There has been a fair amount of heated discussion currently around the use of the iPhone as a business Smartphone – or at least there has been in my circles (note to self: must get out more). RIM (Research In Motion, makers of the BlackBerry) have had the business Smartphone market sewn up for years now, so some healthy competition is a good thing. I’m certainly keen on iPhone’s ease of use and Apple design some very attractive looking devices, but is it ready for the business world? Well, I would say that depends on your attitude to risk. Leaving aside more subjective or prosaic considerations, such as physical vs. virtual keyboard, ease of email, speed of web browsing, battery life etc., the debate for the Enterprise usually boils down to security.
The BlackBerry began as a business device, so it has security ‘baked in’, with end-to-end message encryption, and the ability to encrypt the actual hard drive of the device (which we do). Having said that, the data travels through RIM’s infrastructure (albeit in encrypted form), which caused the United Arab Emirates to moot the restriction of the device because the data goes offshore as a result, and the Indian government to threaten a ban unless their security forces can access encrypted content. However, RIM point to their security chops with a long list of certifications and the fact that it has “been approved for the wireless transmission of sensitive data, up to ‘restricted’ classification, by both NATO and the UK government.” Perhaps the ultimate accolade though, is that apparently the BlackBerry is the device of choice for criminals as it is so difficult for the police to intercept or recover any data from it
So how does the iPhone stack up on security by comparison? Well, we recently saw that government ministers and civil servants have been denied iPhones, with CESG deeming them not secure enough. It is possible to secure the iPhone using third party products (there’s an app for that), but it’s fair to say Apple are playing catch-up in this area, which is unsurprising given their initial consumer focus. While the usability, design and sheer fun of an iPhone will appeal to many business users, there’s also the thorny question of the Apps. Most Enterprise Smartphones will be locked down to prevent users downloading applications since they may contain malware or viruses, yet it’s arguable that the whole point of the iPhone is the Apps ecosystem around it. So if you offer the iPhone to staff and allow them to download apps you’re letting your security guard down, but if you deny them the apps then you’re taking away its USP. Additionally, many organisations block iTunes due to concerns over piracy, illegal downloads, storage overhead etc., but you need it to download iPhone updates. So if you allow iTunes, do you then allow staff to hold their music collection on their PC? What happens when the iPhone dies or they leave the organisation (or vice versa), are you responsible for backing up and restoring their music collection?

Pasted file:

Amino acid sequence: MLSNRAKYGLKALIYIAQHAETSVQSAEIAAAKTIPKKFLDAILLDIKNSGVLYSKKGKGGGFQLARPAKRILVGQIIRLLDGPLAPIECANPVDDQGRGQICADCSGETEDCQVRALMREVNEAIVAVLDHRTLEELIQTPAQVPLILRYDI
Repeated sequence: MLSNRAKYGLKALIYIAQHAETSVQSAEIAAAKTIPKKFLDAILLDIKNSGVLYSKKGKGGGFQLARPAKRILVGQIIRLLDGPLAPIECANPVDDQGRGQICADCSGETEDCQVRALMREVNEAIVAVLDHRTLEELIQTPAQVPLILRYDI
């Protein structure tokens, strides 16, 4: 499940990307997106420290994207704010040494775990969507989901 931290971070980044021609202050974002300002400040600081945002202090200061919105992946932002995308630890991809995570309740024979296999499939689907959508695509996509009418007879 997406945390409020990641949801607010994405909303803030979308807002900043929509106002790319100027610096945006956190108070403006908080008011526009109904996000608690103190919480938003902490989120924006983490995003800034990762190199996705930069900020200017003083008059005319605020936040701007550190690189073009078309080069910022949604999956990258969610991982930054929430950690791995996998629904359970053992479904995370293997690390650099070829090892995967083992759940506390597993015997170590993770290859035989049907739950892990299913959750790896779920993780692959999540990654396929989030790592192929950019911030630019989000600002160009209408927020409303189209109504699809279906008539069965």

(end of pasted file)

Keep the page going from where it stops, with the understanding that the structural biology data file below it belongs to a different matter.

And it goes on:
So, who’s winning the war? Well RIM aren’t giving up without a fight and are pushing new touchscreen devices and their own app store, while Apple are working on security to lure the business user. Give it a couple of years and there may not be much to choose between them. In the meantime though, the BlackBerry would appear to be the weapon of choice for the more paranoid email junkie, while the iPhone reigns supreme in terms of usability and multimedia. Though whether you agree with that will probably depend on which device you pray to every 5 minutes…
On July 29, 2010